NEW YORK - Inside the El Artesano Restaurant in Union City, New Jersey, home-style Cuban dishes are served to customers with passionate views about their home country. This area of Hudson County was once described as Little Havana because of its large influx of expatriates from the island nation.
Cuban Americans Fran Sanchez and Carmen Guerra are hoping the Holy Father's visit to Cuba will produce tangible results and say the release of 3,500 prisoners ahead of Pope Francis' visit is a good sign.
Catholicism and Cuba have a long and complicated history. A State Department survey from the 1950s found more than 90 percent of Cuba's 11 million residents identified as Catholic. Today, that number is closer to 25 percent after years of restrictions under the Castro regime. During his visit, Pope Francis is expected to push for more religious and personal freedoms.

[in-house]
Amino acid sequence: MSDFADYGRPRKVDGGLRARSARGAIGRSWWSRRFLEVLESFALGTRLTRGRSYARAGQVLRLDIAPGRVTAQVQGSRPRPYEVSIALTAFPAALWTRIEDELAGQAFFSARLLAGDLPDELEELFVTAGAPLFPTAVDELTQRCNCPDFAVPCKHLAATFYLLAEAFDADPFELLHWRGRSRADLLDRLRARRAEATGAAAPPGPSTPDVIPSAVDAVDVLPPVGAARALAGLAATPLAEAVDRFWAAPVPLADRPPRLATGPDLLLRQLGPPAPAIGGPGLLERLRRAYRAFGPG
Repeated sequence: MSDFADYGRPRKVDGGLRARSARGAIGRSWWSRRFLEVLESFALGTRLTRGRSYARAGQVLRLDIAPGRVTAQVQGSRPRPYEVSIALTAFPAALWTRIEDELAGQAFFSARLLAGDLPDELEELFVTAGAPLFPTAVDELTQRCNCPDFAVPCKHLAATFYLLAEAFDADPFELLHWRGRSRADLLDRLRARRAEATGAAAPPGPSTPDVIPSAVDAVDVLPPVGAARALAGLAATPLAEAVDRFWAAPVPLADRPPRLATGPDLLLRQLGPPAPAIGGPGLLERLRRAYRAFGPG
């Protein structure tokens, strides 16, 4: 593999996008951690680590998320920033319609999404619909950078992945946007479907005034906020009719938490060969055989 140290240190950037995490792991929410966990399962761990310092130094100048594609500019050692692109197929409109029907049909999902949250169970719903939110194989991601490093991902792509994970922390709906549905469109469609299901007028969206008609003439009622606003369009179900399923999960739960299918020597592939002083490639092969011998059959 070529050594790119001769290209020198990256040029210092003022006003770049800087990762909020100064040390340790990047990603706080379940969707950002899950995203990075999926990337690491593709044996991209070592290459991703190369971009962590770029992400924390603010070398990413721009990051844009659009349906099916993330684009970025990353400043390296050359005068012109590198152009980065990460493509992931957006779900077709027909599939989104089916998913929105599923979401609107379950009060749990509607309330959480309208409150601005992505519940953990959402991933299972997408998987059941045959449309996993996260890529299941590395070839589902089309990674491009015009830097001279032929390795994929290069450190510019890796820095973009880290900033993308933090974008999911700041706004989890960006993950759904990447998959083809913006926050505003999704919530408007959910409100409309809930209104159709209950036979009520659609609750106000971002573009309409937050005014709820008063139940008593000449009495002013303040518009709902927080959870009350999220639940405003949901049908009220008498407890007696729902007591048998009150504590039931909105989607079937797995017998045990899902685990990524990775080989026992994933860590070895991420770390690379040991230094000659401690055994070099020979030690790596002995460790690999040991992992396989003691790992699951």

Robin Hayes is a political science professor at the New School and director of the film "Black in Cuba." She says the strength of the pontiff's influence is evident in the restoration of diplomatic relations between the United States and Cuba.
Pope Francis is the third leader of the Catholic Church to visit Cuba since 1998. Pope John Paul II and Pope Benedict XVI also made the trip.